Hosting a website is an essential part of the website building process. Think of this hosting process like a piece of land. You cannot build the house of your dreams without having the piece of land first. Every single website, in one way, shape or form, is hosted on a certain server. Unlike land, certain websites require a lot more power behind their hosting, while others only need a little bit.
The Three Ways of Hosting
There are three ways to currently host a company’s website and data, but the differences can sometimes be hard to describe. The three types are Dedicated hosting, Shared hosting and Virtual Private Hosting. Let’s use analogies to clear up the terms a bit. Let’s say your family is going on a trip just outside the city. Dedicated Hosting is like renting an entire party bus. It makes sense if you need the entire 32 seats, but for a family of five? It is absurd to rent an entire party bus. The gas, the empty space, the driver giving his time; it adds up to so much money and resources that aren’t required. Shared hosting is like renting a car at a car rental dealership. You get something that fits your family, but it is rented for an allocated amount of time. It is great, but what if you meet with some friends and want to go with them? You’d have to go all the way back to the rental car dealership and rent another car. Not too lucrative for things out of the norm. Cloud hosting is the Uber app. You use your app to call upon the cars. The app is specifically yours, and nobody else can use it. You have the ability to “rent a car” at your leisure in any city with very little restrictions.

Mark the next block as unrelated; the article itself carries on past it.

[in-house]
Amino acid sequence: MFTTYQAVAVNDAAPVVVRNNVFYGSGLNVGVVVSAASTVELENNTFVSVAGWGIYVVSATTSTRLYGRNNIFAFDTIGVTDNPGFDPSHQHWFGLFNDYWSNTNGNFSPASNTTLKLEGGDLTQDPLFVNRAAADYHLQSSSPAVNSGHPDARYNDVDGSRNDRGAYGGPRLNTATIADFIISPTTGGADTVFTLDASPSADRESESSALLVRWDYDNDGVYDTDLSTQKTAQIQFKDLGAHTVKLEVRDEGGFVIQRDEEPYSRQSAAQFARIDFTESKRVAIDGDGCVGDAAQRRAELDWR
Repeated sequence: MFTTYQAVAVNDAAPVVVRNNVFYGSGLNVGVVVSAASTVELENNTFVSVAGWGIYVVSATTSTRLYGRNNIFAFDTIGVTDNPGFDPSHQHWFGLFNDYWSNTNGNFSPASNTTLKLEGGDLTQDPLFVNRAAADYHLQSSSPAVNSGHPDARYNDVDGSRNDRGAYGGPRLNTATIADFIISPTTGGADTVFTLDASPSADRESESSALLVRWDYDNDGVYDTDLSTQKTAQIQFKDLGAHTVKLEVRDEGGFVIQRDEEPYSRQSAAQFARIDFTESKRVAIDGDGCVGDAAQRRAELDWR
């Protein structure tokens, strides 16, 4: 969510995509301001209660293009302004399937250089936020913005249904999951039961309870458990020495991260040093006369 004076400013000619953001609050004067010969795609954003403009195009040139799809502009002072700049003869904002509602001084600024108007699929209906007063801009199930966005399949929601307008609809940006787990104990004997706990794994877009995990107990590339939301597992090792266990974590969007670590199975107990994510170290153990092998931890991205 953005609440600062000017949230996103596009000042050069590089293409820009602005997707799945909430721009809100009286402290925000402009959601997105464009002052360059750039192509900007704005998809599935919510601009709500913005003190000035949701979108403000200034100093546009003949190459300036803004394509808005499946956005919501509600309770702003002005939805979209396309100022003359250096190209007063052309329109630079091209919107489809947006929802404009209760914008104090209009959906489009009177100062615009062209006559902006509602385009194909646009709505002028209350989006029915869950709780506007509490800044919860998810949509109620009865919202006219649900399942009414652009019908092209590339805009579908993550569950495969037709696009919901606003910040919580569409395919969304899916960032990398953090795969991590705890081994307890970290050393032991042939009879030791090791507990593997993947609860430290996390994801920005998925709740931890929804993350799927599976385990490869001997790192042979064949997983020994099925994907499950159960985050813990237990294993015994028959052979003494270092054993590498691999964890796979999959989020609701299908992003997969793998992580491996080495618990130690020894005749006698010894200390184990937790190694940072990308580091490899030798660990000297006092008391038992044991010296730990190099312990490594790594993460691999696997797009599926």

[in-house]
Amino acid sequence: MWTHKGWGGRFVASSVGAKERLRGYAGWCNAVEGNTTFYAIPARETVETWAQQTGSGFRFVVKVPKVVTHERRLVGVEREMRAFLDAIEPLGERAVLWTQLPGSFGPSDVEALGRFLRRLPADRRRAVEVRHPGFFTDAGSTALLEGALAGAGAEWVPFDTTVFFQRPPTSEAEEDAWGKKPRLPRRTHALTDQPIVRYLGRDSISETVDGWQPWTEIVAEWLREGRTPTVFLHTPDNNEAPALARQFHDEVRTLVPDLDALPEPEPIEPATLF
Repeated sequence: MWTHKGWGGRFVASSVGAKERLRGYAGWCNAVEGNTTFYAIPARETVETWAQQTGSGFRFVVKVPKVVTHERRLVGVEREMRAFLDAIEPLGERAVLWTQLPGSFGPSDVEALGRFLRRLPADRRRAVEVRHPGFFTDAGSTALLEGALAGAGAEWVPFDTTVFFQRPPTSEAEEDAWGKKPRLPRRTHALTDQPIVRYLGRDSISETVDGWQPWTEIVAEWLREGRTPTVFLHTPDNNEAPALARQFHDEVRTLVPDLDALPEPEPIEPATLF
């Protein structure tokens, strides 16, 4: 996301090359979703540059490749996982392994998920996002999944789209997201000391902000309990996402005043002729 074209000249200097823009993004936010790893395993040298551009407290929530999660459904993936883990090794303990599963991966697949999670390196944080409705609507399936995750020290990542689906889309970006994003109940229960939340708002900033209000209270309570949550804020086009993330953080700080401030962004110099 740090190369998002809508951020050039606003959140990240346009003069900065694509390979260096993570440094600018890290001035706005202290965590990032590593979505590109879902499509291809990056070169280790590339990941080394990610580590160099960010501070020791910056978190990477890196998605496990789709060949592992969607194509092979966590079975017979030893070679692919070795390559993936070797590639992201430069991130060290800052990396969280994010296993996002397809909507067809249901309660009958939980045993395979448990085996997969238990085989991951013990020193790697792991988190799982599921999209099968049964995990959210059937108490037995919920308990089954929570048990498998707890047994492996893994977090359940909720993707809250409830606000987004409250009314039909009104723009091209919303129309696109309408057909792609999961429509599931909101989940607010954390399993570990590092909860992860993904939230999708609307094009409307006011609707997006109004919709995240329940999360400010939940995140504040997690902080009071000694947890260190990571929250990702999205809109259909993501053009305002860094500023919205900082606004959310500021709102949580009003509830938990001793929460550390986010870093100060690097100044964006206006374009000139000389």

In computer terms, a dedicated server is one that is only for your company’s sites. Of course, being able to have something to yourself comes with a price. You are renting a very powerful computer to host and maintain your information. A shared host is more affordable because you are sharing one of those computers with others, but when your site begins to get serious traffic, issues can occur, and your website can end up being slow. A VPS is like a combination of both, but on the cloud. Some companies, like Memset, give you the opportunity to choose one based on your needs.
Why You May Need a VPS
A small to medium-sized business is the perfect use for a VPS. You should upgrade from a shared to VPS if you care about better speed, performance, and security. Shared hosting almost always has many users on one server, which can slow down the process for your site. Add heavy traffic, and your site speed can repel customers. Performance is also not up to par on a sharing server. Resources are always being used on a shared server. Finally, the improvement in security is incredible. You have full control of the server and can make changes as needed. With VPS hosting, the entire cloud server is dedicated to your website, and there is no need for compromise, be it scalability or security breach.